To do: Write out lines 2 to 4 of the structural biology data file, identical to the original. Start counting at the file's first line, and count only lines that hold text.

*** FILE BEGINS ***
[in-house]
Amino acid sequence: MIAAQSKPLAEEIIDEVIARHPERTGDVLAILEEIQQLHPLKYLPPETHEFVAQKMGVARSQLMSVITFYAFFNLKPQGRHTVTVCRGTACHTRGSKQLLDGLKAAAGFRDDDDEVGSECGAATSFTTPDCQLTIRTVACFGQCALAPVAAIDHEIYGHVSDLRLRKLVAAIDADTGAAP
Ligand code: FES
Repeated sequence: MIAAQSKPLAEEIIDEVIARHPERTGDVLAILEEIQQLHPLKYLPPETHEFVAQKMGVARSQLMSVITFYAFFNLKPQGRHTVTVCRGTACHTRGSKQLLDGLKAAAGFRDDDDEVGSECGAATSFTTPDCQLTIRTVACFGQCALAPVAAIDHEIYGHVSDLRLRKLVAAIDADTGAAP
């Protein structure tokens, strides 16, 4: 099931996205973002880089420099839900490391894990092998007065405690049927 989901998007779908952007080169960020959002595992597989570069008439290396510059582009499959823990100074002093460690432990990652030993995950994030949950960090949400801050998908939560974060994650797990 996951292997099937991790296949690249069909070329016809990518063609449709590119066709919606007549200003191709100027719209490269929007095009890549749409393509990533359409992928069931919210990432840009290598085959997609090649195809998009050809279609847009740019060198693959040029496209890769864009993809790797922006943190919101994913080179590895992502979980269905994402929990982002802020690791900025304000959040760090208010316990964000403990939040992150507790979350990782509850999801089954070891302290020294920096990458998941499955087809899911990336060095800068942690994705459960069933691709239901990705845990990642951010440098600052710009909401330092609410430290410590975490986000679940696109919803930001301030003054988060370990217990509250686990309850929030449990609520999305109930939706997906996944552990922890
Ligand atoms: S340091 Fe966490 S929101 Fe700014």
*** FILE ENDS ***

Amino acid sequence: MIAAQSKPLAEEIIDEVIARHPERTGDVLAILEEIQQLHPLKYLPPETHEFVAQKMGVARSQLMSVITFYAFFNLKPQGRHTVTVCRGTACHTRGSKQLLDGLKAAAGFRDDDDEVGSECGAATSFTTPDCQLTIRTVACFGQCALAPVAAIDHEIYGHVSDLRLRKLVAAIDADTGAAP
Ligand code: FES
Repeated sequence: MIAAQSKPLAEEIIDEVIARHPERTGDVLAILEEIQQLHPLKYLPPETHEFVAQKMGVARSQLMSVITFYAFFNLKPQGRHTVTVCRGTACHTRGSKQLLDGLKAAAGFRDDDDEVGSECGAATSFTTPDCQLTIRTVACFGQCALAPVAAIDHEIYGHVSDLRLRKLVAAIDADTGAAP